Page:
Thousands of demonstrators waving Mexican flags and hoisting signs denouncing President Trump marched through central Mexico City on Sunday, the largest mobilization so far here against what many label an anti-Mexican administration in the White House.
“We are not against the American people. This is about Trump, who is spreading hate and division,” said Maria Garcia, a former resident of Chicago who carried an unflattering, papier-mache likeness of the U.S. president as she marched through the Mexican capital.
“The United States and Mexico are natural friends and allies, but Trump is destroying this,” added Garcia, who later publicly burned the Trump effigy.
More than 20,000 people attended the march, according to an official city estimate. The turnout was relatively modest in a city that regularly hosts massive demonstrations.
Organizers dubbed the event “Vibra Mexico” (roughly, Mexican vibe), and mounted an aggressive social media campaign encouraging people to attend.
While Trump was the main target, many participants also carried signs and chanted slogans against Mexican President Enrique Peña Nieto.
Coordinated protest marches also took place Sunday in other Mexican cities, including Tijuana, Monterrey, Merida and Morelia.
Protesters in Mexico City hoisted signs declaring, “Respect Mexico” and “We are all Mexico” as they marched down Paseo de la Reforma, the capital’s elegant, tree-lined main street.
Police turned out in force to maintain security, and a helicopter hovered overhead, but no violence was reported.
The march stretched about a mile and a half to the Angel of Independence, a landmark that is a common site of protests.
The turnout and emotion were indicative of the widespread indignation that Trump’s various policies on immigration and trade — widely viewed here as anti-Mexican — have sparked south of the border.
We need a real president who defends the rights of Mexicans, who stands up to Trump.
“Trump, pay for your own wall!” declared one sign in English, a reference to the president’s plan to build a new barrier along the almost 2,000-mile frontier between the two nations.
The proposal has been a flashpoint of criticism here. The Mexican government has rebuffed Trump’s insistence that Mexico would pay for the wall.
Miguel Posternak, 58, carried a sign in English denouncing Trump’s comments during the presidential campaign disparaging Mexican nationals in the United States.
“Undocumented Mexican immigrants are not criminals or rapists,” the sign read. “They are hardworking, friendly people. Just ask any American employer and you’ll see.”
Another sign declared: “Thanks, Trump, for uniting us.”
Along with the wall, Trump’s plans to step up deportations, slap a tariff on products imported to the United States and renegotiate trade deals have all raised ire in Mexico and raised fears of an economic collapse. The Mexican peso has been steadily declining in value against the U.S. dollar since Trump began rising in U.S. electoral polls late last year.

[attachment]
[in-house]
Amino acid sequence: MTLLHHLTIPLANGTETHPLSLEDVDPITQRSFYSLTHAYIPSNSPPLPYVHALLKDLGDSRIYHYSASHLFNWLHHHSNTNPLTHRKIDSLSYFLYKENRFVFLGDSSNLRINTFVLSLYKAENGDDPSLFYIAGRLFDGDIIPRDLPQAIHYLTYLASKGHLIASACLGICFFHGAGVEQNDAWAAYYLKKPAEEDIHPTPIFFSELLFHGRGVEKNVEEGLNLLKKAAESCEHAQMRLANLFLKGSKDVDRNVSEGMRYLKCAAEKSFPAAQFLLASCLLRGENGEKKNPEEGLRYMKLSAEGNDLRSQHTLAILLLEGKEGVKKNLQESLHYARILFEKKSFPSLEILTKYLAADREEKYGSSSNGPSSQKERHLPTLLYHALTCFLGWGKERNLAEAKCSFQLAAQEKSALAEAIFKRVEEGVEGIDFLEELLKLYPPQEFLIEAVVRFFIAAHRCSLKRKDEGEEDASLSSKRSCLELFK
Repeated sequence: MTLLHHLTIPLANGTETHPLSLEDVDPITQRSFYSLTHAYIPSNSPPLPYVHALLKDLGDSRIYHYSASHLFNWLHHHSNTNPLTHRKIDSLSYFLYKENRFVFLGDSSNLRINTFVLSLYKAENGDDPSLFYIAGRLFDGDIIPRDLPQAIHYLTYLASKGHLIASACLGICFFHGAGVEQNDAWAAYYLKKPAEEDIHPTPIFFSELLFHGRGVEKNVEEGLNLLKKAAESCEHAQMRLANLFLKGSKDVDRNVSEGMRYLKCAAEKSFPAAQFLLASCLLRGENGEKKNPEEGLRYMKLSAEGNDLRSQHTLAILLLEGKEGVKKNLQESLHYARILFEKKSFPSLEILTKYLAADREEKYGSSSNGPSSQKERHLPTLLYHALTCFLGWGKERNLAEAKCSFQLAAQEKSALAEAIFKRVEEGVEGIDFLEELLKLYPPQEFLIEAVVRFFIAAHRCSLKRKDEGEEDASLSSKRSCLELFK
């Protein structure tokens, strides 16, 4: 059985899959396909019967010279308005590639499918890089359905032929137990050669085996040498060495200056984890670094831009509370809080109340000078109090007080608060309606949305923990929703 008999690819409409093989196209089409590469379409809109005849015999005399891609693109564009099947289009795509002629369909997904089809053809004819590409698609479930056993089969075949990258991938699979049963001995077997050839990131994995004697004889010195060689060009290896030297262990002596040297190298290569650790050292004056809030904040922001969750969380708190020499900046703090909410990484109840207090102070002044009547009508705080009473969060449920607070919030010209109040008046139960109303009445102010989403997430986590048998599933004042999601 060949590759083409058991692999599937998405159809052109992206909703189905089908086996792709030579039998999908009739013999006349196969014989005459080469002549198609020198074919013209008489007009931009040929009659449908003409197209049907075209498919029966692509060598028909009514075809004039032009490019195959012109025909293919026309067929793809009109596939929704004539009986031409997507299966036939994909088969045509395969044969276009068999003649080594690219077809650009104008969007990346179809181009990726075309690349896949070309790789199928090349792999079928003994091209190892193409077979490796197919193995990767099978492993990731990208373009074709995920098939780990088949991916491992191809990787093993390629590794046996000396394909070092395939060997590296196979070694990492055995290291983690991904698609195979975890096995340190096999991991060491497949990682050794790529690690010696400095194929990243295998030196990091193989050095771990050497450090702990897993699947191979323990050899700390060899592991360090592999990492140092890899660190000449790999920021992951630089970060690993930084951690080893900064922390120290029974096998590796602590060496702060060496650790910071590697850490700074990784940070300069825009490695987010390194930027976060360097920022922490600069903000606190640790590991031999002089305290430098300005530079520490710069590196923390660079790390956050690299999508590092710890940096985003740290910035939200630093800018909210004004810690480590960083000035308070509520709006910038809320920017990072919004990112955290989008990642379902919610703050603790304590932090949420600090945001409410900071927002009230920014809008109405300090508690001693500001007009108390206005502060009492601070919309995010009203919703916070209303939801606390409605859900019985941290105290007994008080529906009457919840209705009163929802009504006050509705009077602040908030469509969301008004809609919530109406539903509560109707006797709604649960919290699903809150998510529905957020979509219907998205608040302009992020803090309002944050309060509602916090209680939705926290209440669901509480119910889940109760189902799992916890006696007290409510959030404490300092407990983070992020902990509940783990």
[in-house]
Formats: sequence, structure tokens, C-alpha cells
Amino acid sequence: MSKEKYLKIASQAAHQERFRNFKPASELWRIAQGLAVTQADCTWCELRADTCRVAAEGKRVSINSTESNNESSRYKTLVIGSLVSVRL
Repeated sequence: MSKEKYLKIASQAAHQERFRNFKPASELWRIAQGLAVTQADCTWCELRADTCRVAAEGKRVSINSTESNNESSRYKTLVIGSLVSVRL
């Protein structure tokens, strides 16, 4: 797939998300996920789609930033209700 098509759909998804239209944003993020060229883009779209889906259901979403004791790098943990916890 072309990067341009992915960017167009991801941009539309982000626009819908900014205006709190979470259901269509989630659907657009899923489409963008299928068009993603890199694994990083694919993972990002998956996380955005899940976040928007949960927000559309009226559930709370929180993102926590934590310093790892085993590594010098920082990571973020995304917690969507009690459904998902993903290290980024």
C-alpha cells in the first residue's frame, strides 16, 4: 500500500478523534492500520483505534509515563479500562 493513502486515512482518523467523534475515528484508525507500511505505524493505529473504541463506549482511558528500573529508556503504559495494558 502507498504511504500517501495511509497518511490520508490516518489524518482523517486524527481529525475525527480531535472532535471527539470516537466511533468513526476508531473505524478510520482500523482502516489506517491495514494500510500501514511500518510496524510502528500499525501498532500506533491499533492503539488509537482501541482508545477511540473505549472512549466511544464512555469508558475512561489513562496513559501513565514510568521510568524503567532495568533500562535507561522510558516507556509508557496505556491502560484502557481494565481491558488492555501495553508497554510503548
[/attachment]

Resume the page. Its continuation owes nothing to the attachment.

“I came here on my birthday because Trump is trying to divide people, and I’m against that,” said Arleen Ledezma, 31, a Mexican American hairdresser from Tucson who carried a sign declaring in Spanish: “My nationality is the United States but my roots are Mexican.” She said she flew down for the day to show solidarity.
From a loudspeaker, an activist declared: “Donald Trump must respect the dignity of Mexico!”
The march was one of two major anti-Trump events Sunday.
Some stayed away from the demonstrations, viewing them as too supportive of Peña Nieto, who is suffering from near record-low approval ratings amid concerns about corruption, violence and rising prices.
“This is in no means an event to back the president,” said Manuel Cevallos, 62, a teacher who said he lived for two decades in Southern California, and was attending the rally. “We need a real president who defends the rights of Mexicans, who stands up to Trump.”
Peña Nieto, who did not attend the march, has spoken repeatedly of “unity” in recent days. He and other Mexican leaders have vowed to help deported compatriots returning to Mexico and to bolster aid for Mexican immigrants in the United States. But there is little Mexican officials can do to curb Trump’s plans to build a wall and accelerate deportations.
While Trump was widely assailed, many protesters made the point that their gripe was not with the citizens of the United States.
“I admire the American people very much,” said Antonio Aguilera, 65, who carried a sign assailing both Trump and the Mexican president. “The problem in Mexico is that our leaders have robbed so much that we now have little left to fight back against Trump and his policies.”
Cecilia Sanchez of The Times’ Mexico City bureau and special correspondent Laura Tillman in Mexico City contributed to this report.
2:50 P.M.: Updates throughout with details, quotes from march.
This article was originally posted at 11:15 a.m.